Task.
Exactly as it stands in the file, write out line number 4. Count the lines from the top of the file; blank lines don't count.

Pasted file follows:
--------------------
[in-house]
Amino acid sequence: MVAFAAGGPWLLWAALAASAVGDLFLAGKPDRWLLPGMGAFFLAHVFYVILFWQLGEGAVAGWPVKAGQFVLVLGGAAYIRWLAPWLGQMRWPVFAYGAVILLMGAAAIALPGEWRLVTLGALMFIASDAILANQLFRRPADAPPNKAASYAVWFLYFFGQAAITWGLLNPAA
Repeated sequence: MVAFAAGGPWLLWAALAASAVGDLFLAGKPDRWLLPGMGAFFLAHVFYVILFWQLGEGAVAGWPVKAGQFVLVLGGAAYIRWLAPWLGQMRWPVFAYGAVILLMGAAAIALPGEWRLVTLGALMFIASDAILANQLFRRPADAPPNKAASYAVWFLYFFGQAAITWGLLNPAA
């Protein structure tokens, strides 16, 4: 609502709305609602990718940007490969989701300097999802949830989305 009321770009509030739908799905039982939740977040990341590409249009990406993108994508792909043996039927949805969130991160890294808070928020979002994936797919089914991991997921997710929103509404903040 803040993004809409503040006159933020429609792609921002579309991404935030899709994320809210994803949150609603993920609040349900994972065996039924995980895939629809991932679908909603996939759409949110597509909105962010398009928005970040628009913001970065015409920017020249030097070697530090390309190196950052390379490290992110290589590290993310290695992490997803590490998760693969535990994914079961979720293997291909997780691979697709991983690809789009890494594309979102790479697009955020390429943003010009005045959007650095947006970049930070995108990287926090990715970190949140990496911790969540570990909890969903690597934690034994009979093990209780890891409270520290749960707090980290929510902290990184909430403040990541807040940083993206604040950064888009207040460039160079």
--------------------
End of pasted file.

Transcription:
């Protein structure tokens, strides 16, 4: 609502709305609602990718940007490969989701300097999802949830989305 009321770009509030739908799905039982939740977040990341590409249009990406993108994508792909043996039927949805969130991160890294808070928020979002994936797919089914991991997921997710929103509404903040 803040993004809409503040006159933020429609792609921002579309991404935030899709994320809210994803949150609603993920609040349900994972065996039924995980895939629809991932679908909603996939759409949110597509909105962010398009928005970040628009913001970065015409920017020249030097070697530090390309190196950052390379490290992110290589590290993310290695992490997803590490998760693969535990994914079961979720293997291909997780691979697709991983690809789009890494594309979102790479697009955020390429943003010009005045959007650095947006970049930070995108990287926090990715970190949140990496911790969540570990909890969903690597934690034994009979093990209780890891409270520290749960707090980290929510902290990184909430403040990541807040940083993206604040950064888009207040460039160079």